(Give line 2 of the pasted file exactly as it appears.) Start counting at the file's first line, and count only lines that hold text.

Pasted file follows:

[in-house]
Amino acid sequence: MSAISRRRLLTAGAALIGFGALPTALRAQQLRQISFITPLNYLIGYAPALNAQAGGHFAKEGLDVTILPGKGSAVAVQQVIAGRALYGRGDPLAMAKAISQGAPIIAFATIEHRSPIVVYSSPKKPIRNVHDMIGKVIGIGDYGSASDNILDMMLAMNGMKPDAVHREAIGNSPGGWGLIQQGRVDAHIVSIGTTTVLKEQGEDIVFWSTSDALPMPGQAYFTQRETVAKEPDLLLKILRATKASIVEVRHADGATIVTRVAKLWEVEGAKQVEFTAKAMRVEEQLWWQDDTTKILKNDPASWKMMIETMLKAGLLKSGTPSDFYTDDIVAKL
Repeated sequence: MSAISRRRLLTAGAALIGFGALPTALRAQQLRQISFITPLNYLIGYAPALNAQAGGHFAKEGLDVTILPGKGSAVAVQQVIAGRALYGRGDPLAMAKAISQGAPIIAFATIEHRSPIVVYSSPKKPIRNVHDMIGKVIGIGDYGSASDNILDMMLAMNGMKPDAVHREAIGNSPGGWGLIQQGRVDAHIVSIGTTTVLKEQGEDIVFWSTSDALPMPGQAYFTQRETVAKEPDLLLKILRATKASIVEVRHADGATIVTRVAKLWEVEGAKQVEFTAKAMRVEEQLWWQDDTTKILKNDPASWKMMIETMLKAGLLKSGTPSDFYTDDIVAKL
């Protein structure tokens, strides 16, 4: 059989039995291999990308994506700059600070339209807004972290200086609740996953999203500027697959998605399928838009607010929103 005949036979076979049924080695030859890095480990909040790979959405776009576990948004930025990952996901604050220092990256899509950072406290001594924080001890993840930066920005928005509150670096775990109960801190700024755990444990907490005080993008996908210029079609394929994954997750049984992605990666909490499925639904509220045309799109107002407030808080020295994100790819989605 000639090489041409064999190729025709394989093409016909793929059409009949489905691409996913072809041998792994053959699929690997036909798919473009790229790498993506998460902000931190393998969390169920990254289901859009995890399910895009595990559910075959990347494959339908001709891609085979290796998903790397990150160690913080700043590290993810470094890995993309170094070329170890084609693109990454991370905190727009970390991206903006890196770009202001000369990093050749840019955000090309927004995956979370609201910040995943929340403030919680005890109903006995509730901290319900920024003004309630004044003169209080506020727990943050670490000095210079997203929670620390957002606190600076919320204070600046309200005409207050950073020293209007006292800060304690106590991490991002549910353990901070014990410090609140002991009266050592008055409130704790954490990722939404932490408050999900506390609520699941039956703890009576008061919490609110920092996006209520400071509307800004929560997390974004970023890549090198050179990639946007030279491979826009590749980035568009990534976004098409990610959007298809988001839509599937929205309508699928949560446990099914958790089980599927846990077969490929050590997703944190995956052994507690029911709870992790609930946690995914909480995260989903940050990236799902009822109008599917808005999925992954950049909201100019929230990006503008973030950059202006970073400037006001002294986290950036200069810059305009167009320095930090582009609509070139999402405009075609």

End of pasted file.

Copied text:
Amino acid sequence: MSAISRRRLLTAGAALIGFGALPTALRAQQLRQISFITPLNYLIGYAPALNAQAGGHFAKEGLDVTILPGKGSAVAVQQVIAGRALYGRGDPLAMAKAISQGAPIIAFATIEHRSPIVVYSSPKKPIRNVHDMIGKVIGIGDYGSASDNILDMMLAMNGMKPDAVHREAIGNSPGGWGLIQQGRVDAHIVSIGTTTVLKEQGEDIVFWSTSDALPMPGQAYFTQRETVAKEPDLLLKILRATKASIVEVRHADGATIVTRVAKLWEVEGAKQVEFTAKAMRVEEQLWWQDDTTKILKNDPASWKMMIETMLKAGLLKSGTPSDFYTDDIVAKL